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Intimate Violence Hurts Health

CDC: 1 in 4 Women, 1 in 9 Men Suffer Intimate-Partner Violence
By
WebMD Health News
Reviewed by Louise Chang, MD

Rates of Partner Violence

Feb. 7, 2008 -- In America, one in four women and one in nine men suffers physical or emotional violence at the hands of an intimate partner. This harms their long-term health, the CDC reports.

The new data come from the largest-ever survey of intimate-partner violence -- a range of behaviors that includes physical violence, sexual violence, unwanted sex, emotional abuse, threats, and stalking. Perpetrators include spouses, ex-spouses, boyfriends, girlfriends, and dates.

CDC researchers asked adult participants in the 2005 Behavioral Risk Factor Surveillance System survey if they would answer questions about intimate-partner violence. More than 70,000 Americans -- just over half those asked -- agreed.

The results:

  • 23.6% of women and 11.5% of men reported at least one lifetime episode of intimate-partner violence.
  • In households with incomes under $15,000 per year, 35.5% of women and 20.7% of men suffered violence from an intimate partner.
  • 43% of women and 26% of men in multiracial non-Hispanic households suffered partner violence.
  • 39% of women and 18.6% of men in American Indian/Alaska Native households suffered partner violence.
  • 26.8% of women and 15.5% of men in white non-Hispanic households suffered partner violence.
  • 29.2% of women and 23.3% of men in black non-Hispanic households suffered partner violence.
  • 20.5% of women and 15.5% of men in Hispanic households suffered partner violence.

"The majority of those who report violence -- and the burden is predominantly on women -- reported multiple forms. They experienced threats and attempts and assaults and unwanted sex," Michele Black, PhD, an epidemiologist at the CDC's National Center for Injury Prevention and Control, tells WebMD.

Shocking as these numbers seem, they do not represent an upward trend. A decade ago, the last large survey of partner violence came up with similar rates, Black says. Other data bear this out, says Peter Sherman, MD, director of the residency program in social pediatrics at New York's Montefiore Medical Center.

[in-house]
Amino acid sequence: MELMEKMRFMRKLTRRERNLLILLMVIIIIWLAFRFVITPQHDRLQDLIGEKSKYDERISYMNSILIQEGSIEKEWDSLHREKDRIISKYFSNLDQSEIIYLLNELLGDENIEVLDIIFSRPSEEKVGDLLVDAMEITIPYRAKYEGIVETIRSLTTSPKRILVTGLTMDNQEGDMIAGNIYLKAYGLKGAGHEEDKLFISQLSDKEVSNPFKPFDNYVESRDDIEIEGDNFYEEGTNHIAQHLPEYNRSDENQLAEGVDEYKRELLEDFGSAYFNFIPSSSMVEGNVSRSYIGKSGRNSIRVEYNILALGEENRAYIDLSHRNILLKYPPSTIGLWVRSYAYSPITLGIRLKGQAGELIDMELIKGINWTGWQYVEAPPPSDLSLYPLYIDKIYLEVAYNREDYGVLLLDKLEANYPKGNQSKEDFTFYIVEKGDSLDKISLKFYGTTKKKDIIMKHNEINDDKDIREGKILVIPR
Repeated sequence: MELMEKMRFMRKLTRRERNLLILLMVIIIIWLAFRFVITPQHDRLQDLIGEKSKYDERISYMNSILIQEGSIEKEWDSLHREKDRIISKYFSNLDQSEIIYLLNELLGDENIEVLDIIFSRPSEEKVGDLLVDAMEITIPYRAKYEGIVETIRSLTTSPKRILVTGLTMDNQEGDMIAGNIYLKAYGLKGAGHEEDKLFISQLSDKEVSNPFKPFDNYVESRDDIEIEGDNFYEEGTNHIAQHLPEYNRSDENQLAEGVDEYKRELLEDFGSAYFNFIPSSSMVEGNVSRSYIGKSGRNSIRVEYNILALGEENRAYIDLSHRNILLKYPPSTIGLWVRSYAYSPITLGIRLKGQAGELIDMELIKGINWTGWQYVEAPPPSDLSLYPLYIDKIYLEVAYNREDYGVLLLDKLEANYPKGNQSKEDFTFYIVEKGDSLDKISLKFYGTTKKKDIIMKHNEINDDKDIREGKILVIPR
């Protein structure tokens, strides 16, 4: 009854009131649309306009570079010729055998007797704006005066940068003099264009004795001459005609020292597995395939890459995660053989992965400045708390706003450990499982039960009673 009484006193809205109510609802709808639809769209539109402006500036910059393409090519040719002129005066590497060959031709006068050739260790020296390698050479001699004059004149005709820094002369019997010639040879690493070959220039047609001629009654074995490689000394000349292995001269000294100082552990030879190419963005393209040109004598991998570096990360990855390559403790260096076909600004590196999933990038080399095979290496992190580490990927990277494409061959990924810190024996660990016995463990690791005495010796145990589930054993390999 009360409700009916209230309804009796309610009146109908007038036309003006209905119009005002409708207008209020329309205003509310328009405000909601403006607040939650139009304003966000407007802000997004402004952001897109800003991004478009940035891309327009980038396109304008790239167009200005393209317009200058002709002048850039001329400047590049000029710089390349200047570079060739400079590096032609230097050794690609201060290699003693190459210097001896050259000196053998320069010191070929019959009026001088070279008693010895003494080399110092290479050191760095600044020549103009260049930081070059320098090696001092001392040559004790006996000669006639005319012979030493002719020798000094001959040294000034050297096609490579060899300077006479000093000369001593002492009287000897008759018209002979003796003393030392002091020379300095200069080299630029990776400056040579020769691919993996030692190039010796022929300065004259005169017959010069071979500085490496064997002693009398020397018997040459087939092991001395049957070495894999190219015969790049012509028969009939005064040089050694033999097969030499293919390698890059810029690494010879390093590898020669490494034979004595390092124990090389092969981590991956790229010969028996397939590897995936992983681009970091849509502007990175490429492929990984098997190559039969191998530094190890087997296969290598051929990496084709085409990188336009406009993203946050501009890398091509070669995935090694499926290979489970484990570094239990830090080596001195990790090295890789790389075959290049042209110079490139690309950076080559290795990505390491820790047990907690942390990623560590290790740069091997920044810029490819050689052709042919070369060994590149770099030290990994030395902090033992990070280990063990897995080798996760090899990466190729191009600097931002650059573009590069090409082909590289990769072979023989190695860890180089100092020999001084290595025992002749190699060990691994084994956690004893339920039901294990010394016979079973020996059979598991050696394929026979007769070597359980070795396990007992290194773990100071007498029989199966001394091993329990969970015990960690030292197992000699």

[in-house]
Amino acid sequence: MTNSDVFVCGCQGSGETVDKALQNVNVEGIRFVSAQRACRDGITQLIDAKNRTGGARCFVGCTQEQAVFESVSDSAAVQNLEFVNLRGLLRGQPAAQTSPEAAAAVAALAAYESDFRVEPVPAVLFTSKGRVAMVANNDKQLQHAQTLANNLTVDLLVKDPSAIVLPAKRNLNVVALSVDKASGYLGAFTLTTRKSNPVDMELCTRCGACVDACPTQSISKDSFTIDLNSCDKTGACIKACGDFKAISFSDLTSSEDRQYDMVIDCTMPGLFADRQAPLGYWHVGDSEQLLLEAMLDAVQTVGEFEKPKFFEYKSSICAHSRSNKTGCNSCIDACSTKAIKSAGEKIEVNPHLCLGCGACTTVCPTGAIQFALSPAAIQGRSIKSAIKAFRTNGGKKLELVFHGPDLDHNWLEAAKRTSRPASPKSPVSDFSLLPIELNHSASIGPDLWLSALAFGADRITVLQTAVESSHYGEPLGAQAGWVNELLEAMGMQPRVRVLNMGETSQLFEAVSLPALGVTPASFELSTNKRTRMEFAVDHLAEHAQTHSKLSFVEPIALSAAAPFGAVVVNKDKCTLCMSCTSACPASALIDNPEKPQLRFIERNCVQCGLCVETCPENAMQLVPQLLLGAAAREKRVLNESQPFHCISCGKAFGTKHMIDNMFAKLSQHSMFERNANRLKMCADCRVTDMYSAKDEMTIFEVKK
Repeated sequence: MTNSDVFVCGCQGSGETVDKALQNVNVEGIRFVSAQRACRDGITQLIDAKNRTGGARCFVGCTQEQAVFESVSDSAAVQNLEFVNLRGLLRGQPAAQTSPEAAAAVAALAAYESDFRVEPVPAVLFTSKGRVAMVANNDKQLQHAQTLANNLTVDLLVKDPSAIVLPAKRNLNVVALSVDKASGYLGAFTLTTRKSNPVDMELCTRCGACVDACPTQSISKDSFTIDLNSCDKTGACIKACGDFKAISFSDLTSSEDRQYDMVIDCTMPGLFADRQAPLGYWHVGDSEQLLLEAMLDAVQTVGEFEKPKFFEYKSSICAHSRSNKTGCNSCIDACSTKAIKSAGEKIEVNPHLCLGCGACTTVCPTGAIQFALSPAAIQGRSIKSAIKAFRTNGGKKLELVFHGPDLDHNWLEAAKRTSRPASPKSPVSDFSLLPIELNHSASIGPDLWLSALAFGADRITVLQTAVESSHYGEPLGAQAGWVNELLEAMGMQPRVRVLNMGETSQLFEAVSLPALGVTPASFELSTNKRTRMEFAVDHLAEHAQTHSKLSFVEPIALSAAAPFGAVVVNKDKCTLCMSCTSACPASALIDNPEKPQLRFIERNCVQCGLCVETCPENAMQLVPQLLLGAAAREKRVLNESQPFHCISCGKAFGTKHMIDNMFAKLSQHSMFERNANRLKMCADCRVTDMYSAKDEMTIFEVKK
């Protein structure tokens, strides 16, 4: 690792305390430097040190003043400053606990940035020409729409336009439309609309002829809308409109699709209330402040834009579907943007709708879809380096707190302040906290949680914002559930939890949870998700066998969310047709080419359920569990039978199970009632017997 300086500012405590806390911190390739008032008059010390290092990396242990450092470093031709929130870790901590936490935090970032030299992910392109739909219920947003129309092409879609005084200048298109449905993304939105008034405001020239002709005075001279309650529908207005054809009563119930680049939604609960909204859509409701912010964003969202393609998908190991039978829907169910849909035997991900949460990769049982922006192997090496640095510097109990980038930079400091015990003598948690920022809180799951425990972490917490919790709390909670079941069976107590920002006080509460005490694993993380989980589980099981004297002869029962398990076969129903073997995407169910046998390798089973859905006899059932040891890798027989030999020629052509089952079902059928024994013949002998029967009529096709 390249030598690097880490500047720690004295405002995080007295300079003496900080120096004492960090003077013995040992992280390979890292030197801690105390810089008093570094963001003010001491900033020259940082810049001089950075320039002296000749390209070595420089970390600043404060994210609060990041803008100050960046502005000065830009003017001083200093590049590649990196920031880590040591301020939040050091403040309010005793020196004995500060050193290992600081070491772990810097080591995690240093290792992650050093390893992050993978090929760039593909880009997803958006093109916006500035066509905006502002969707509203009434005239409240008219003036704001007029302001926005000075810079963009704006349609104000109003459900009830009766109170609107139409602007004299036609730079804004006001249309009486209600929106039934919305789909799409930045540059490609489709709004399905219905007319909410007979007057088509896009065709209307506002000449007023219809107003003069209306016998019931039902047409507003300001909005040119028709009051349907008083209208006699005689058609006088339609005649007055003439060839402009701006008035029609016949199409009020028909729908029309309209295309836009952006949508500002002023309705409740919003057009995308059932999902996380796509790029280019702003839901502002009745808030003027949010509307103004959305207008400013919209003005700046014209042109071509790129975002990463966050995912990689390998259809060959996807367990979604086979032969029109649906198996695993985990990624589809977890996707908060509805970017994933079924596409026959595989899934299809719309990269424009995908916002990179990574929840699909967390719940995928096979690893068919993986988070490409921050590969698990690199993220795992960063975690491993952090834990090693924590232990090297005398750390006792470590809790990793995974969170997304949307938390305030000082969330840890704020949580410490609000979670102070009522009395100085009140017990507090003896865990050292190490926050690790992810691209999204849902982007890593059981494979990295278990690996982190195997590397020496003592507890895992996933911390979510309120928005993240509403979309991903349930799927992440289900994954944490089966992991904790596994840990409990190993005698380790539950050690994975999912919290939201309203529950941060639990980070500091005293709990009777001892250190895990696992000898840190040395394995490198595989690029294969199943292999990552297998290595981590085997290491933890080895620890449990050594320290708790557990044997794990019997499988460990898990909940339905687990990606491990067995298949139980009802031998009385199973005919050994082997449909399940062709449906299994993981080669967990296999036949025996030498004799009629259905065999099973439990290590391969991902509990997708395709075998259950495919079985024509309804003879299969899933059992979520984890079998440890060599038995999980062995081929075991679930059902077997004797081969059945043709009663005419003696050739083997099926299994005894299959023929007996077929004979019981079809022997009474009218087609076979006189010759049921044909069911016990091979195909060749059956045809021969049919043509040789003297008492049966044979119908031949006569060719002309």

"If anything, the rates for domestic violence have been decreasing in the past years," Sherman tells WebMD. "Laws have been changed to make it easier to get a response from police, and in many areas there are more resources ranging from domestic violence services to hotlines and shelters."

So why are we surprised by how common domestic violence is? Sherman says it's because the size of the problem is far out of proportion to our response.

"If this were an infectious disease, we would have a treatment center in every neighborhood," Sherman says. "There is a huge disconnect between the prevalence of domestic violence and what is done in the health system."

Intimate Violence Linked to Long-Term Health Problems

Intimate-partner violence is definitely linked to chronic health problems, Black says.

"We found a number of outcomes related to intimate-partner violence, including current disability and activity limitations, asthma, stroke, arthritis, and, in women, heart disease," Black tells WebMD. "And a number of risk behaviors are linked to intimate-partner violence: infection with HIV or STDs, smoking, and heavy or binge drinking."

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